Not only humans needed attention: pets lived at the center as well. Dog and cat families wouldn’t leave their little furry friends behind. A vet clinic there provided necessary care for pets after their long trip to Poland, some of which were sick and injured. Lisa Prytula spoke to one of the veterinarians, who admitted that he had never treated so many urinary tract infections: dehydrated, pets had to hold their bladder on their journey. For the recovering and healthy furry companions, the refugee center provided food, litter boxes, leashes, and carriers so families could keep their pets secure.

cats LP | UNWLA - Ukrainian National Womens League of America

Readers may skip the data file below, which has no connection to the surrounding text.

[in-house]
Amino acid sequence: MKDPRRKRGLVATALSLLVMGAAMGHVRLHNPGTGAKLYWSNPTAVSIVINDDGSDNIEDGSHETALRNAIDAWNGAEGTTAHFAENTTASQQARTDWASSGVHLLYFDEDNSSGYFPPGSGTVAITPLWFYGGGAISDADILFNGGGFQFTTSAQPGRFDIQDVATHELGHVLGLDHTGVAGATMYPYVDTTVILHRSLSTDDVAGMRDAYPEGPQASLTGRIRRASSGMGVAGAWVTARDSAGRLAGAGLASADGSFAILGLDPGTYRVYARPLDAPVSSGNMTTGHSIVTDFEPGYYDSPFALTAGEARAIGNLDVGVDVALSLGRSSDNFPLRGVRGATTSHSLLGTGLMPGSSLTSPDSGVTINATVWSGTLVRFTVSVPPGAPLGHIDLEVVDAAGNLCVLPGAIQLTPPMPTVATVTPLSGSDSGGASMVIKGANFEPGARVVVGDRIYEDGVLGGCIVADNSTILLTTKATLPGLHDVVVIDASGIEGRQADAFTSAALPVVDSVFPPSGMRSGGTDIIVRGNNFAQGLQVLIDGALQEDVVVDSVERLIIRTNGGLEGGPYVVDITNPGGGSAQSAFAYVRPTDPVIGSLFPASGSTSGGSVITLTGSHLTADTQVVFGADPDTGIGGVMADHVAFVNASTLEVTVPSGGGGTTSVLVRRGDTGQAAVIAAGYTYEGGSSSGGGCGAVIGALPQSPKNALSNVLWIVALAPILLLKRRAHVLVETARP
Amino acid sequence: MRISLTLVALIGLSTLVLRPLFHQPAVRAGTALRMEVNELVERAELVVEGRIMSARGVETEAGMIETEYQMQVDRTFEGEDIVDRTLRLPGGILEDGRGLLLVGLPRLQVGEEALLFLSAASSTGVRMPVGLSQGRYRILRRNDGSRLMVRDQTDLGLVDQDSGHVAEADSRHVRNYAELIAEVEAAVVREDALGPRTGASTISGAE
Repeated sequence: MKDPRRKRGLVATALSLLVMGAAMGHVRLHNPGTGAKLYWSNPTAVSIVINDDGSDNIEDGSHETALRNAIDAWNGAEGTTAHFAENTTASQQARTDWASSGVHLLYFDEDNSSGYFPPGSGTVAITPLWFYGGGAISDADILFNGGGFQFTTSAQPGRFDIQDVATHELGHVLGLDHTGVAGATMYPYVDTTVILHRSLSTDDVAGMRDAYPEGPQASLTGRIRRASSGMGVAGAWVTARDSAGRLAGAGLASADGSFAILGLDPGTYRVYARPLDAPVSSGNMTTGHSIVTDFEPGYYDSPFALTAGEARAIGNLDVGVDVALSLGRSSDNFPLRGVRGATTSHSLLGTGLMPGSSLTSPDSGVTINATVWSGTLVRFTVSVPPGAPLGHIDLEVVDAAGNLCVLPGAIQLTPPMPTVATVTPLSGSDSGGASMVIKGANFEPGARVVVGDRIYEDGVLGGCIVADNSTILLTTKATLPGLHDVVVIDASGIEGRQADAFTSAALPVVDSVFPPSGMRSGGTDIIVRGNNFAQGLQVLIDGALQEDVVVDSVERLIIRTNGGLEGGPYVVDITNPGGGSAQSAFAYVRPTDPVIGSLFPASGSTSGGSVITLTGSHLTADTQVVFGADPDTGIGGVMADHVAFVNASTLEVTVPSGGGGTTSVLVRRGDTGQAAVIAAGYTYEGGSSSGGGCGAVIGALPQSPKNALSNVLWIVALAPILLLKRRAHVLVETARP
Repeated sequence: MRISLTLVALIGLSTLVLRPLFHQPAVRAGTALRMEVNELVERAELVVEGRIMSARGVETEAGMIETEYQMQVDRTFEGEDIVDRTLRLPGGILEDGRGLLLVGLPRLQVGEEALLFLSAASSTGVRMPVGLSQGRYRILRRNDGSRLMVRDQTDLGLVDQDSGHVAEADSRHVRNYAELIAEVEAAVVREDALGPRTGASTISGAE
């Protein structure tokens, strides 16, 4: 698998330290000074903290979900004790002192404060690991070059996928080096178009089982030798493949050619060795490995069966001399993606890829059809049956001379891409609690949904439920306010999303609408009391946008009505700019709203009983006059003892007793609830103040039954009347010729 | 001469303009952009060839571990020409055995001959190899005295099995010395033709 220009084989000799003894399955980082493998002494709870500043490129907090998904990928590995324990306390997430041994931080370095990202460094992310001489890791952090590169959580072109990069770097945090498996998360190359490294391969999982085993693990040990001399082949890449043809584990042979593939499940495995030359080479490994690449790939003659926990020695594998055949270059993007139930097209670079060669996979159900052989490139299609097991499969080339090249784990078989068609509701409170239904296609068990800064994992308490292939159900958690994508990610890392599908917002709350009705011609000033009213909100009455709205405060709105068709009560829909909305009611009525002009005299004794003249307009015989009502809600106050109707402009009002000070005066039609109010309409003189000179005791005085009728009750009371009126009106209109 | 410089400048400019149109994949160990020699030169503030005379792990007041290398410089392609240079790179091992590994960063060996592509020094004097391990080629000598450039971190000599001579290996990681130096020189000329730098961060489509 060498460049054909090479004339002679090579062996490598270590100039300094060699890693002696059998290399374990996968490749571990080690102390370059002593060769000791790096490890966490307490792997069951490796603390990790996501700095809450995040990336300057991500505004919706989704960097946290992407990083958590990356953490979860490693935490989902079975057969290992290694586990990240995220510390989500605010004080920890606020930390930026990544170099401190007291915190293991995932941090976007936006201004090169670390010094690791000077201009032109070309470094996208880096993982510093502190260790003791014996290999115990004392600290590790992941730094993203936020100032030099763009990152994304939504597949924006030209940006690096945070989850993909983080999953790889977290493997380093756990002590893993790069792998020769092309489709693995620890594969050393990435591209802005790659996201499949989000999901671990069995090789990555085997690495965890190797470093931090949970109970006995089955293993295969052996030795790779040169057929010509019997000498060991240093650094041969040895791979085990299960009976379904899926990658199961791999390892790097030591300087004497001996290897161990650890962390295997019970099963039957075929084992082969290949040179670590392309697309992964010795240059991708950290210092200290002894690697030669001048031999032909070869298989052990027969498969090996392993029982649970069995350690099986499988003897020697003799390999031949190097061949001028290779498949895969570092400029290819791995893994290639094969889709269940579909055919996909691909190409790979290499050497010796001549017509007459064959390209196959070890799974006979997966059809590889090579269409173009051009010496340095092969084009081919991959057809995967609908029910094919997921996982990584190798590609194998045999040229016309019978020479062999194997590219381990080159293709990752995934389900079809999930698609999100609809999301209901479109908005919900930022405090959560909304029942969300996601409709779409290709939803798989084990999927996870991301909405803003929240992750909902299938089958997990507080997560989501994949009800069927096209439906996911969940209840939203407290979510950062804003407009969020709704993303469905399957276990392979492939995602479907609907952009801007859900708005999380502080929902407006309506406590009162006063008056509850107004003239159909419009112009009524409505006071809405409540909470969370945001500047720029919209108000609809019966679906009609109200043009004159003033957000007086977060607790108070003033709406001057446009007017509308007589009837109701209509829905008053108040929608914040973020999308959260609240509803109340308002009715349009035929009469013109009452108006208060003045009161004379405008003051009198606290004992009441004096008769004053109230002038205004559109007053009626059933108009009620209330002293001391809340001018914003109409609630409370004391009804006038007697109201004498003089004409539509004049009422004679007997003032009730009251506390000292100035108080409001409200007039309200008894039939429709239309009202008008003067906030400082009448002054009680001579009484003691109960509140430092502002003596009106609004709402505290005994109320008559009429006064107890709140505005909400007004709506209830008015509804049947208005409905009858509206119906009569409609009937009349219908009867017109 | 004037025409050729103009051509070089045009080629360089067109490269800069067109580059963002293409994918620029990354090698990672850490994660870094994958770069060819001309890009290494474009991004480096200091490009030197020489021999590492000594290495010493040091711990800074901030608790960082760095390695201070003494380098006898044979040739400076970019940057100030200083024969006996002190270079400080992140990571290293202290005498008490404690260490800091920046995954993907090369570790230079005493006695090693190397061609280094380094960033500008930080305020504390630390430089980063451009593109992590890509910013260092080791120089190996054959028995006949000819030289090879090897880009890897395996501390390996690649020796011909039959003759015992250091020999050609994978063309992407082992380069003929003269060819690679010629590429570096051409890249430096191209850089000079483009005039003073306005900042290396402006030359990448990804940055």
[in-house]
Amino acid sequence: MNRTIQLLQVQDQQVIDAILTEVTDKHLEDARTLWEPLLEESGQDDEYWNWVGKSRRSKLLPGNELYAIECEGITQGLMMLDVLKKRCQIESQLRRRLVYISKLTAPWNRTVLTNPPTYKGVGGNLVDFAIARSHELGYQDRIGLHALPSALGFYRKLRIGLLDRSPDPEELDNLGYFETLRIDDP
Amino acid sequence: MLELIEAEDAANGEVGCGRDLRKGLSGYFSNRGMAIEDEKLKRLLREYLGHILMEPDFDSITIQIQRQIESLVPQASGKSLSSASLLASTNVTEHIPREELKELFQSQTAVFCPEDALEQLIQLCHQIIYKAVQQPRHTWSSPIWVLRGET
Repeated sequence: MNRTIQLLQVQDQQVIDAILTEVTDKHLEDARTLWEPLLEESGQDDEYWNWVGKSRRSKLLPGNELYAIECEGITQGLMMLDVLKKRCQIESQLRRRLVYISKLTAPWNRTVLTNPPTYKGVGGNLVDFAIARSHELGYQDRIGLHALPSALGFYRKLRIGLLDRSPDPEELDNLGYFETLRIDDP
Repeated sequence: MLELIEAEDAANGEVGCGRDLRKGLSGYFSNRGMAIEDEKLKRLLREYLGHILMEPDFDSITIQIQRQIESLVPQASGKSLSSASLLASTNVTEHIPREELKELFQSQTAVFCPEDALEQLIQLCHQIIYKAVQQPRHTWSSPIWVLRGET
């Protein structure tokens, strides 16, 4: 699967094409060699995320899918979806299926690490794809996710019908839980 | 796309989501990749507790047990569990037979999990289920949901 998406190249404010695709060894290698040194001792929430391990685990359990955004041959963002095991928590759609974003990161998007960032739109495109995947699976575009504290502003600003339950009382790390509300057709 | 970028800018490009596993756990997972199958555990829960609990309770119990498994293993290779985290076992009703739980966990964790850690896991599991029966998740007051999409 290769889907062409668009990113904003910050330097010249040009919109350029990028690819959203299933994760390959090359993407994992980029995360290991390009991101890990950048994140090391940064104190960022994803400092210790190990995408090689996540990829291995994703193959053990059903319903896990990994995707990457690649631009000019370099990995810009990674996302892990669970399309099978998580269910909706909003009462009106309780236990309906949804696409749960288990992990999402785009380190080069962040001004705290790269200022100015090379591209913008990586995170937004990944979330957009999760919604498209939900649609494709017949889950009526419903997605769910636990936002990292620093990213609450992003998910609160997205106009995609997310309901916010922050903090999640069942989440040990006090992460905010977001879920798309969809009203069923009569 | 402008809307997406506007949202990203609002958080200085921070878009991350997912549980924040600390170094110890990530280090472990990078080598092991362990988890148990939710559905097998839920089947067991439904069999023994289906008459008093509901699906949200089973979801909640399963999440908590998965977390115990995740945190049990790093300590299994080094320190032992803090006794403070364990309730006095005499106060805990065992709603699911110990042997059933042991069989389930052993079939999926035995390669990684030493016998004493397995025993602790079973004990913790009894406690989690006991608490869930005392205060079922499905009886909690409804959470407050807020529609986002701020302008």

The Clinic

The standards of medical care in the center’s clinic were set very high and matched those in the US. Staffed by Polish, Canadian, and American clinicians and volunteers, including International Medical Relief (IMR) teams, the clinic operated 24/7 and provided all kinds of medical care. The Polish government and Polish licensed independent practitioners provided oversight.

IMR is an international non-profit, non-government organization based in Colorado. It provides free health and dental care around the world. Volunteers carried out missions in 78 countries and provided disaster relief like the one in Poland in 19.

“They are not trying to reinvent the wheel, ” says Lisa Prytula when describing the operations of the International Medical Relief in Poland. “They come in and serve under the direction of existing healthcare systems. They develop partnerships and training opportunities in many countries and work on water and sanitation development.” Lisa’s team of volunteers included professionals of all ages across the US. “It was a real pleasure and honored to get to know these very giving volunteers,” Prytula concludes.